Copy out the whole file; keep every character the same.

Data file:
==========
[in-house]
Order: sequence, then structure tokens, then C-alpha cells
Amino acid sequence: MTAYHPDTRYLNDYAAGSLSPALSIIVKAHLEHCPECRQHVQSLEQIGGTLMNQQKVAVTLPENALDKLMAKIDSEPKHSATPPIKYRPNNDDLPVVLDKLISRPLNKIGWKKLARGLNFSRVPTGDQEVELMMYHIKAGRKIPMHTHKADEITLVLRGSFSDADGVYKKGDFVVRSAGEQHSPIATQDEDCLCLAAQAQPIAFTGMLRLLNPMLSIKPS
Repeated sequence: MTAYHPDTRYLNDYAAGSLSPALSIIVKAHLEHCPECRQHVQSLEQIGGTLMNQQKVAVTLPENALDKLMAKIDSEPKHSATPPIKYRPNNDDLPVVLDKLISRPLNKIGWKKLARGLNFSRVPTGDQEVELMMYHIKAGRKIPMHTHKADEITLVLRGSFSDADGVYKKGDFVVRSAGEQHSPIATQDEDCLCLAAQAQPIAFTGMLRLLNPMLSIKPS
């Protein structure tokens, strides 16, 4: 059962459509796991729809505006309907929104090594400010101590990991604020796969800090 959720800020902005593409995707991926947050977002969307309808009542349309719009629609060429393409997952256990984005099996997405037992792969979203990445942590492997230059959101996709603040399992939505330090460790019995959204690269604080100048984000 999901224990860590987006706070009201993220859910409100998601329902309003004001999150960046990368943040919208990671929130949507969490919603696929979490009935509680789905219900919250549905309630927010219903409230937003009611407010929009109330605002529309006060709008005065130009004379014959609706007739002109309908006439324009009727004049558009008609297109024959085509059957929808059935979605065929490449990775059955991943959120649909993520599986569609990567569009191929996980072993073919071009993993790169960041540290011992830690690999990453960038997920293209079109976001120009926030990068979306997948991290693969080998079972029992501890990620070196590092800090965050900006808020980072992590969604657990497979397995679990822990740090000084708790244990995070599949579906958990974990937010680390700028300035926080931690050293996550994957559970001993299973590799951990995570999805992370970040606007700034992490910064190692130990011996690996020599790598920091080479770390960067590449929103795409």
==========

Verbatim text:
[in-house]
Order: sequence, then structure tokens, then C-alpha cells
Amino acid sequence: MTAYHPDTRYLNDYAAGSLSPALSIIVKAHLEHCPECRQHVQSLEQIGGTLMNQQKVAVTLPENALDKLMAKIDSEPKHSATPPIKYRPNNDDLPVVLDKLISRPLNKIGWKKLARGLNFSRVPTGDQEVELMMYHIKAGRKIPMHTHKADEITLVLRGSFSDADGVYKKGDFVVRSAGEQHSPIATQDEDCLCLAAQAQPIAFTGMLRLLNPMLSIKPS
Repeated sequence: MTAYHPDTRYLNDYAAGSLSPALSIIVKAHLEHCPECRQHVQSLEQIGGTLMNQQKVAVTLPENALDKLMAKIDSEPKHSATPPIKYRPNNDDLPVVLDKLISRPLNKIGWKKLARGLNFSRVPTGDQEVELMMYHIKAGRKIPMHTHKADEITLVLRGSFSDADGVYKKGDFVVRSAGEQHSPIATQDEDCLCLAAQAQPIAFTGMLRLLNPMLSIKPS
């Protein structure tokens, strides 16, 4: 059962459509796991729809505006309907929104090594400010101590990991604020796969800090 959720800020902005593409995707991926947050977002969307309808009542349309719009629609060429393409997952256990984005099996997405037992792969979203990445942590492997230059959101996709603040399992939505330090460790019995959204690269604080100048984000 999901224990860590987006706070009201993220859910409100998601329902309003004001999150960046990368943040919208990671929130949507969490919603696929979490009935509680789905219900919250549905309630927010219903409230937003009611407010929009109330605002529309006060709008005065130009004379014959609706007739002109309908006439324009009727004049558009008609297109024959085509059957929808059935979605065929490449990775059955991943959120649909993520599986569609990567569009191929996980072993073919071009993993790169960041540290011992830690690999990453960038997920293209079109976001120009926030990068979306997948991290693969080998079972029992501890990620070196590092800090965050900006808020980072992590969604657990497979397995679990822990740090000084708790244990995070599949579906958990974990937010680390700028300035926080931690050293996550994957559970001993299973590799951990995570999805992370970040606007700034992490910064190692130990011996690996020599790598920091080479770390960067590449929103795409």